HALL OF FAME quarterback Troy Aikman once said that if the NFL really wants to reduce the risk of concussions in the game, it should get rid of helmets.
His semiserious rationale was that helmets are more weapon than protective device. Take them out of the game and players wouldn't be so willing to lead with their heads.
The NFL isn't ready to deep six helmets quite yet, but it's doing its best to dissuade players from using them as a weapon.
The latest attempt to concussion-proof pro football is a proposal by the league's competition committee that would make it illegal for both ballcarriers and tacklers to use the crown of the helmet to deliver a forcible blow outside of the tackle box. We're not talking helmet-on-helmet. We're talking helmet-on-anything.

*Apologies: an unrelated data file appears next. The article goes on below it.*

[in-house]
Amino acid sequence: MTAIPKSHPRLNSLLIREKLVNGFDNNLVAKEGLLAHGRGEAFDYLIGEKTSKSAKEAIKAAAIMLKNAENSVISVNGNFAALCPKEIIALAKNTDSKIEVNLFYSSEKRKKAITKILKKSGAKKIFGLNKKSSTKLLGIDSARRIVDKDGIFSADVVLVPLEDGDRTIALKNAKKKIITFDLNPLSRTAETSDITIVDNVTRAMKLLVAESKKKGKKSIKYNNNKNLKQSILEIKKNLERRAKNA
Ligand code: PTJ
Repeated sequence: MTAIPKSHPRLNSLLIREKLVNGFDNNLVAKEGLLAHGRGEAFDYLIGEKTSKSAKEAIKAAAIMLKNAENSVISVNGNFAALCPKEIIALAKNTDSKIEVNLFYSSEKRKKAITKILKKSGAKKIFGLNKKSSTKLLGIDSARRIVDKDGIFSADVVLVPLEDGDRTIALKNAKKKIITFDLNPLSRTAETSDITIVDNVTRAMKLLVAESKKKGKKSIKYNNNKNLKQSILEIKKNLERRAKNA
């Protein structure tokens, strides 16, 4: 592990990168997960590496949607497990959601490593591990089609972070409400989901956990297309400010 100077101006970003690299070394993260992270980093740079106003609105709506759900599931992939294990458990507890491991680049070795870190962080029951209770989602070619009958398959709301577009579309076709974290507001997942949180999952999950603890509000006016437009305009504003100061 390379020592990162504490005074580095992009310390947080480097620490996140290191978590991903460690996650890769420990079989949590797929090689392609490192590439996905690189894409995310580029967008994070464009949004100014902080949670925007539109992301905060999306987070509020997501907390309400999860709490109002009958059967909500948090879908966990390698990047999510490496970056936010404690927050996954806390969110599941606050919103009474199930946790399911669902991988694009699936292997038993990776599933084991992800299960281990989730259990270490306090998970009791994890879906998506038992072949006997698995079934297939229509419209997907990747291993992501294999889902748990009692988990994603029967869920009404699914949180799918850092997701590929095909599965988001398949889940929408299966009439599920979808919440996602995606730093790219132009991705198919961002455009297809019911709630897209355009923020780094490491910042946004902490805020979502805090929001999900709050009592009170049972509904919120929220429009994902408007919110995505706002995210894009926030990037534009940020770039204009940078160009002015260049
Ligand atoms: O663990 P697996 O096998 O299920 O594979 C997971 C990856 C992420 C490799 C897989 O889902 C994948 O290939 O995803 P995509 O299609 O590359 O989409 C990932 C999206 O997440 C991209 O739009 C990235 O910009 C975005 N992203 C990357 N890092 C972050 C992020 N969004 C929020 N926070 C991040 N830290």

In other words, if LeSean McCoy turns the corner on a sweep and puts his head down and slams into the chest of a linebacker or safety in an attempt to pick up a couple of extra yards, he'll be staring at the very real possibility of a 15-yard penalty.
The NFL owners are expected to rubber stamp the proposal next week when they gather in Phoenix for their annual 3-day March cocktail party at the Arizona Biltmore resort.